A recurring issue in federal litigation arises from cases that “overstay their welcome” in the federal courthouse; for example, where only state law claims remain after dismissal of federal claims.  A variation of that situation arose in Energy Management Services LLC v. City of Alexandria, where a city sued its electricity provider.  After that litigation was removed to federal court, the city then removed a second suit, brought by its utility consulting firm, on the ground of supplemental jurisdiction — after the first case had been settled.  12-31184 (Jan. 9, 2014).  The remand order was certified for interlocutory appeal and the Fifth Circuit reversed, finding that there was no original jurisdiction over the second case as required by the removal statute.  The Court acknowledged that the district court could have continuing jurisdiction over matters related to the original settlement, which could potentially even extend to such matters involving third parties — but here, the second case had no connection to those settled matters.

Federal Question 101.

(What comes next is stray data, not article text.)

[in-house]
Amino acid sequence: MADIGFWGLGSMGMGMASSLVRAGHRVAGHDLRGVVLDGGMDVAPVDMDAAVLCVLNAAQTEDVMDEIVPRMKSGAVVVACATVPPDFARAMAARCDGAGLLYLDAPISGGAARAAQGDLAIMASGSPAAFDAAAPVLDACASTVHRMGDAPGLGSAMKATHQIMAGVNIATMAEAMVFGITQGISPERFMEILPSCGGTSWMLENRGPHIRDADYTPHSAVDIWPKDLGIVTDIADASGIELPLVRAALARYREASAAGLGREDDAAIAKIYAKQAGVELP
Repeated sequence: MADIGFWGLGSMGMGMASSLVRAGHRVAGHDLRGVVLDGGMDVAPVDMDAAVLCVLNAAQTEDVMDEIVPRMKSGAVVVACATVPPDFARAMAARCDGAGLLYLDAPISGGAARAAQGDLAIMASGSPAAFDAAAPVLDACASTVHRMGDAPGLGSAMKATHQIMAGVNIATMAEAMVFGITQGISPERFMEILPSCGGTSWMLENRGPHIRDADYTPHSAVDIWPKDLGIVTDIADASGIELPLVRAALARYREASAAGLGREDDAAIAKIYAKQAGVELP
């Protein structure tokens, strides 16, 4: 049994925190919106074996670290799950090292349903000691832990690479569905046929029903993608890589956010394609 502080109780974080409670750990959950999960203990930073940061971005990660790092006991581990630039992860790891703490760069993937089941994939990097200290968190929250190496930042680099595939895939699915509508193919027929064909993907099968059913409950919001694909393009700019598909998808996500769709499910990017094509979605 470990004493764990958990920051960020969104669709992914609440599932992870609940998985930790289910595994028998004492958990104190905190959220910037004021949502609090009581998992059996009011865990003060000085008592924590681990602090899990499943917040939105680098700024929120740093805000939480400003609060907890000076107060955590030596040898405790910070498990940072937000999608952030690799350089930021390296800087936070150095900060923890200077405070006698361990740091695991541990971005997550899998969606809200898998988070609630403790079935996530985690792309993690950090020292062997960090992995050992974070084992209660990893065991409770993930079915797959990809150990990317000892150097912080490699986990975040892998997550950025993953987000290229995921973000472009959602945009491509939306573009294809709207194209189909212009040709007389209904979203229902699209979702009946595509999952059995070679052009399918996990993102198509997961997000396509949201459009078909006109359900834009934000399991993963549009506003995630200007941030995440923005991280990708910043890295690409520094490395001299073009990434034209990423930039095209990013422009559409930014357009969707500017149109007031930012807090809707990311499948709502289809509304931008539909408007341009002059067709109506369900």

Venable had a heart attack on a drilling barge; he and its owner agreed to settle for $350,000.  The Louisiana Workers’ Compensation Corporation initially indicated its agreement, but withdrew consent when it became evident that he would need a heart transplant.  Venable v. Louisiana Workers’ Compensation Corporation, No. 12-30965 (Dec. 30, 2013).  Litigation ensued as to whether the LWCC could rely upon section 933 of LHWCA, which gives a carrier such as LWCC a veto right with substantial procedural safeguards.  The Fifth Circuit reversed summary judgment for Venable.  After a thorough and succinct review of the black-letter law on federal question jurisdiction, the Court found that section 933 gave the LWCC a defensive right that did not implicate Venable’s “well-pleaded complaint.”  It also found that the tentative nature of the LWCC’s alleged consent foreclosed ancillary jurisdiction over the claimed settlement under Kokonnen v. Guardian Life, 511 U.S. 375 (1994).